This is why it pays to be nice to your spouse.
A few days ago, Trudi got the Kurosawa classic The Seven Samurai on Netflix, and we watched it together … despite the fact that both of us had seen it multiple times (I about 100 or so). Plus, it’s not Trudi’s favorite movie, though she does like it more than other samurai films. So it was something of a treat for me.
God bless you, Trudi. Thank you for being so good to me.
Oh, it was as good as ever, filled with swashbuckling adventure, heroic deeds and complex characters. I love this movie very much, and I’m grateful to my wife for letting me see it. I get Seven Samurai withdrawal symptoms, you see, and after I go, say, about six months without watching it, I get an incredible desire to view it again.
Trudi and I have different tastes when it comes to films. We don’t always agree on what’s good and what isn’t. But sometimes we do things that one half likes more than the other half – without complaint. That’s part of what makes a good marriage, I think. And it’s just one of many reasons to love Trudi.
Now, the question is: When am I going to reciprocate with a rom-com? Hoo, boy.
I want to tell you something about the movie At Middleton.
IT WAS HORRIBLE!!!!!!!!!! UGH!!!!!!!!!
OK, now that I’ve gotten that out of the way, let’s proceed to why this rom-com was so wretched. It had some talent in front of the camera, including Andy Garcia and Vera Farmiga as parents visiting a college with their kids and finding romance in the process. Unfortunately, the script was dreadful, creating a host of unbelievable situations in the name of character development, including a completely unrealistic scene in which the duo crashes a campus acting class and provides a clinic in method theory.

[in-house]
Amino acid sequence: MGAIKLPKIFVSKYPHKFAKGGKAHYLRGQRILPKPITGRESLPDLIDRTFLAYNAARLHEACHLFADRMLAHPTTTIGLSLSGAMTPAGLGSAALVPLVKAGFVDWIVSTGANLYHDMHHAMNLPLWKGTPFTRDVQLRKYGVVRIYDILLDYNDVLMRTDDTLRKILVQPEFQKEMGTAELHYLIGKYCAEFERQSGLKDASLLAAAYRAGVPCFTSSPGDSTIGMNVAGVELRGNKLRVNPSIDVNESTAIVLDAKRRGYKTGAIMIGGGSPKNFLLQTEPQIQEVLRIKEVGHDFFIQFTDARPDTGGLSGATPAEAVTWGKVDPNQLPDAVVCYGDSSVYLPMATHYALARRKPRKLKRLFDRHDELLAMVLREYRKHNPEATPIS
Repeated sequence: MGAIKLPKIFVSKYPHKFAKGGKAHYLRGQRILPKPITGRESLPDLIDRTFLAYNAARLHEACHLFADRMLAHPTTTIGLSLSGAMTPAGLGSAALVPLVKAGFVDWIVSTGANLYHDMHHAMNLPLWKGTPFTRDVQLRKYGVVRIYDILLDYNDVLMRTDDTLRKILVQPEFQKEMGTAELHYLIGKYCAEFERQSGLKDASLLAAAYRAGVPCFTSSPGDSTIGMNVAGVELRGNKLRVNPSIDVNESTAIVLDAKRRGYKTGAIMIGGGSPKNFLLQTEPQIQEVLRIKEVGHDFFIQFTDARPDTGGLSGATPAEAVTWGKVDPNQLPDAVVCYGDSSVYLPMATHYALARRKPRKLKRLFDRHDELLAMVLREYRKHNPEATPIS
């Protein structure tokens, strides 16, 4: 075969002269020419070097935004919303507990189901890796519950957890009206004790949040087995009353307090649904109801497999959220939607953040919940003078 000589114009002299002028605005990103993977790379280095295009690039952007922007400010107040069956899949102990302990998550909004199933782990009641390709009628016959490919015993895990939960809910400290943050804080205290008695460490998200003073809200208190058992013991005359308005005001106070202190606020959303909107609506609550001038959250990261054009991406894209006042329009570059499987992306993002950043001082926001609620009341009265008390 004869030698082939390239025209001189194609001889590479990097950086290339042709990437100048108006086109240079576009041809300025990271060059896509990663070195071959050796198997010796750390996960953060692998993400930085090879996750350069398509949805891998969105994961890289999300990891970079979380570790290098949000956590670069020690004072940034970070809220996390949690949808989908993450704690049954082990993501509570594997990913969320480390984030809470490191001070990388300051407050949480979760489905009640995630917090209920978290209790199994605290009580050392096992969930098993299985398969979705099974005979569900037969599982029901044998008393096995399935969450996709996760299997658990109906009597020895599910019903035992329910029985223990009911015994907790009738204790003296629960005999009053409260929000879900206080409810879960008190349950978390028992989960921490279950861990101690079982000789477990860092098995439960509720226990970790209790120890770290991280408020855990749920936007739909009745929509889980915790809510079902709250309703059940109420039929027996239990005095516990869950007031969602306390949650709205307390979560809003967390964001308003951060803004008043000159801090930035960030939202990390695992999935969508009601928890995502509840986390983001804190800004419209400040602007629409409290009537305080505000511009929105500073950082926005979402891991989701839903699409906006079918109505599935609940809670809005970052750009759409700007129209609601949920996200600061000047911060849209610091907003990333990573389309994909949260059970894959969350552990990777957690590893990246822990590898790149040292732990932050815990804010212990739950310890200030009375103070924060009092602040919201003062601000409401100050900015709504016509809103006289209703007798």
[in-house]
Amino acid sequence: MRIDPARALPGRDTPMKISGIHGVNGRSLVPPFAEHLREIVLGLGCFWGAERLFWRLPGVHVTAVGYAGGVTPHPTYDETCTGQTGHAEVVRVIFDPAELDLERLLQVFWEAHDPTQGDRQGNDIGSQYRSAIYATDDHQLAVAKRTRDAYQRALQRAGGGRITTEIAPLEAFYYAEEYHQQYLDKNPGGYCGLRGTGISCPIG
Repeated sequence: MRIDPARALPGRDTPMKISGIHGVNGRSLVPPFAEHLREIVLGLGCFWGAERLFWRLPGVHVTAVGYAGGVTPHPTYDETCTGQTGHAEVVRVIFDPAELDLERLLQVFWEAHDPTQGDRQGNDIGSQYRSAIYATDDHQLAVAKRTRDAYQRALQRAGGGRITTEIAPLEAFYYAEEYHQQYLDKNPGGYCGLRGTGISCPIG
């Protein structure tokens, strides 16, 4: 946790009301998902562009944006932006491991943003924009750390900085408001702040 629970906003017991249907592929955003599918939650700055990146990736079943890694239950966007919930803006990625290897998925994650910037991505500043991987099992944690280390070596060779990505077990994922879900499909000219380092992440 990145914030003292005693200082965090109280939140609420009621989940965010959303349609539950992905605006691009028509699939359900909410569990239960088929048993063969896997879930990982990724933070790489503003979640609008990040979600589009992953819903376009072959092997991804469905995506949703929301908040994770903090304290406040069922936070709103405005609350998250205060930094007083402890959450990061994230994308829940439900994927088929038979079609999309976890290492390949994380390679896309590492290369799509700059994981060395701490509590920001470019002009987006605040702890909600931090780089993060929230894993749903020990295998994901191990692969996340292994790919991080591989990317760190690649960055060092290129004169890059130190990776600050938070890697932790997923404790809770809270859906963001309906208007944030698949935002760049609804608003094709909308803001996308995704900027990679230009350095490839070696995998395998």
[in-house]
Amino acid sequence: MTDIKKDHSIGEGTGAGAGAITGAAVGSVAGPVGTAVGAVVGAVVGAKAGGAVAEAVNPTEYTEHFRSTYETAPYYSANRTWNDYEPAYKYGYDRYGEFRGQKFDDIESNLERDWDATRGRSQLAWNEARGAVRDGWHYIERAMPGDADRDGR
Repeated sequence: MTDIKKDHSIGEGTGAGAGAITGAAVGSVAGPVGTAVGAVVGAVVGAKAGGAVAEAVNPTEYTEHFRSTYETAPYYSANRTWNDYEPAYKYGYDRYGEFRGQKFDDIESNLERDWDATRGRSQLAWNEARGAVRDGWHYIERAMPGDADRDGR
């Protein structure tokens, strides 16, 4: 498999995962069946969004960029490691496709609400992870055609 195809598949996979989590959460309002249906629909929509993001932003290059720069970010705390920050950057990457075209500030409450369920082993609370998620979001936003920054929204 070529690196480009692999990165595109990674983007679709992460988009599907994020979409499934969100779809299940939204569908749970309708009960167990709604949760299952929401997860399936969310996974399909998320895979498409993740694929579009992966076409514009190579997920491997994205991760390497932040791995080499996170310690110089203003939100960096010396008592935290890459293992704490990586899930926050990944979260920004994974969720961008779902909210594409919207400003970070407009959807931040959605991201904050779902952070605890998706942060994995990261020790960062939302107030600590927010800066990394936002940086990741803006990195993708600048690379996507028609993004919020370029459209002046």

Can you say, “Ludicrous?” I can.
Another problem: Many sequences went on for far too long, with the effect that they became tedious. The conversations between the two parents were so uninteresting that they didn’t foster any definition; instead, they removed it. What we, as viewers, were left with were skeletons of characters speaking poor dialogue and becoming more and more insufferable as the film went on.
Oh, and I really dislike forced quirkiness, which was broadcast through Farmiga’s free-spirit mom. Yuck.
Much of the blame for this nonsense could be put on the direction by Adam Rodgers, who co-wrote the film, too. But the script’s issues were really insurmountable. If only it were better paced. If only the characters were credible. If only … if only …
Can I watch something good now?
Admit it: You’d rather spontaneously combust than watch Monster-in-Law again.
I sure would. I’d even throw in a bit of melting à la The Wizard of Oz‘s Wicked Witch of the West if that 2005 Jennifer Lopez/Jane Fonda opus could pass me by once more.
Why flicks like these are regarded as date movies I’ll never know. My theory is it’s the Meet the Fockers recipe: add some big-name stars who aren’t afraid to get embarrassed, mix in a flimsy script laden with crude jokes, fry it up alongside some uninspired direction and serve with a side of cynicism–the idea that folks will find it suitable for significant-other viewing. Because, of course, it doesn’t have any huge CGI battle scenes, orcs or parsec-swooping spaceships in it.
Frankly, I’d rather take a date to see Kagemusha. Oh, wait–I already did that.
Maybe that’s what’s really missing from our moviegoing patterns. We’re prescribed a diet of genres that purport to be appropriate for various ailments–a need for romance, a need for comedy. But isn’t it better to see a movie just because it’s really good? Is it an illusion to think that you want light comedy on a date? Perhaps you’d be better off with Alexander Nevsky…if the alternative is Fockers/in-Law.
I believe quality trumps type–that no matter what mood you’re in, a great film will make you feel better. And a bad one will make you feel worse.
Which is not to say that your date will always be a success after a viewing of Kagemusha. But you might win out on originality. Chalk that one up for the cinephiles.